Shonil Anil Bhagwat - At-Large Representative
Shonil is an environmental geographer with a particular interest in environment and development. His work engages critically with discussions on a variety of key environmental concerns: agriculture and food security, biodiversity conservation, climate change, ecosystem services, and sustainability. It addresses the perceived grand challenges in environment and development within the context of the growing discussion on the Anthropocene, the age of humans. He has over 20 years of experience in conservation in developing countries and the challenges posed by the need to reconcile conservation with human development in these settings. His interest in conservation and development engages closely with cultural and spiritual values of conservation, and one of his foci is on sacred spaces such as sacred natural sites and sacred forest groves that form a meeting point between culture and nature. He has written widely about the culture-conservation-development nexus and his work has been published in leading conservation journals. Shonil recently co-authored a book titled ‘Conservation and Development,’ which was published by Routledge in 2016.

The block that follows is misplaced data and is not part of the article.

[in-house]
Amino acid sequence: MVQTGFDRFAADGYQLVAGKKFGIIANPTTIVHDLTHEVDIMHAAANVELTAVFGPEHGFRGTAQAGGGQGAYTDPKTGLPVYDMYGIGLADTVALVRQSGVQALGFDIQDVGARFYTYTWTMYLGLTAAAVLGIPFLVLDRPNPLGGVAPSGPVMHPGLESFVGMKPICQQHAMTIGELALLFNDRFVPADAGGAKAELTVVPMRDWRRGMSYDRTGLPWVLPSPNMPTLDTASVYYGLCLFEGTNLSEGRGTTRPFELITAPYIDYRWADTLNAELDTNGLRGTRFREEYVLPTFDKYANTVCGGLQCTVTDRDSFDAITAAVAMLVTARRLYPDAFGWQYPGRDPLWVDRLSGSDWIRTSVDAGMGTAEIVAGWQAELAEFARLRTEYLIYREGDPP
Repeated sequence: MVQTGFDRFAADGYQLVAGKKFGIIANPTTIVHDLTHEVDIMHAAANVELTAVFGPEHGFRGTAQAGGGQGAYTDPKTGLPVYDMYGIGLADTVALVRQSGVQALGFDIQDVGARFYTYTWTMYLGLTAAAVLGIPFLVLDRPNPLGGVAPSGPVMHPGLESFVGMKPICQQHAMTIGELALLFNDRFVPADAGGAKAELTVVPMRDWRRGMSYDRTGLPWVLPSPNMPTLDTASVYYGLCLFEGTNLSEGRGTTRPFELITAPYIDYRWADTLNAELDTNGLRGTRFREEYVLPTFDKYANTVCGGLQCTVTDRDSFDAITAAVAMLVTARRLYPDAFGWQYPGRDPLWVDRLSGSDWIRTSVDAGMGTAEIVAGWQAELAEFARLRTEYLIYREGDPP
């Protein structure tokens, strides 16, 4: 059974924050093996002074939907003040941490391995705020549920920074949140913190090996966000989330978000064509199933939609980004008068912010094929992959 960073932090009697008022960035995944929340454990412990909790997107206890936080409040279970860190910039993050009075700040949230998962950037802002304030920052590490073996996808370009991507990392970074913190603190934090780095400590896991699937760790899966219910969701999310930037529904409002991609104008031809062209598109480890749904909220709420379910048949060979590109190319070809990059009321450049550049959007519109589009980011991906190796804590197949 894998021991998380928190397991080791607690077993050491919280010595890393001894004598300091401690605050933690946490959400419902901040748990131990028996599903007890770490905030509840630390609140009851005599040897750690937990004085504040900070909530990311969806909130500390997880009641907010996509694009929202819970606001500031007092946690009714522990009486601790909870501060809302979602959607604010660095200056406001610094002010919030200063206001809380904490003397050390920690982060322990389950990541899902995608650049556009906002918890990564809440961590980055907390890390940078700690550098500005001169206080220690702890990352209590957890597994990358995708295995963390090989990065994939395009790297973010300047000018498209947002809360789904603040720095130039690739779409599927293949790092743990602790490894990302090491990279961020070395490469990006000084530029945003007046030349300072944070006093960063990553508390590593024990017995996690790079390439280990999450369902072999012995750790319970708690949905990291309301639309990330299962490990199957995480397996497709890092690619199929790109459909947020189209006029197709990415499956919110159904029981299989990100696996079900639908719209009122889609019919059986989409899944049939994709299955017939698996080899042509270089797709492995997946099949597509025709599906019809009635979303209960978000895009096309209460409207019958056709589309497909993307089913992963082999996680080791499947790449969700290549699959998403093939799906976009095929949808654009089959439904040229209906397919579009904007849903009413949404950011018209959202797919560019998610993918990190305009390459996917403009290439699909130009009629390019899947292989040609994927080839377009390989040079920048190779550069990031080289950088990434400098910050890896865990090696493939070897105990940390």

Jenny Anne Glikman - At-Large Representative
Jenny Anne Glikman is a social scientist within the Conservation Education Division of the San Diego Zoo’s Institute for Conservation Research (ICR) where her primary role is to develop human dimensions research in Community-Based Conservation Programs worldwide. Dr. Glikman also serves as an instructor in the Advanced Inquiry Program, a master’s program offered through Miami University, Ohio. She two Master's of Science degrees: the first in Animal Behavior and Animal Welfare from Edinburgh University (UK), and the second in Conservation of Biodiversity at La Sapienza University of Rome (Italy). She earned a Ph.D. in Human Dimensions of Wildlife from Memorial University (Canada). Before joining the ICR, Dr. Glikman worked as a professor and researcher in the Human Ecology department at the Cinvestav-Merida University (Mexico).
Kathy Halvorsen - Sociology Representative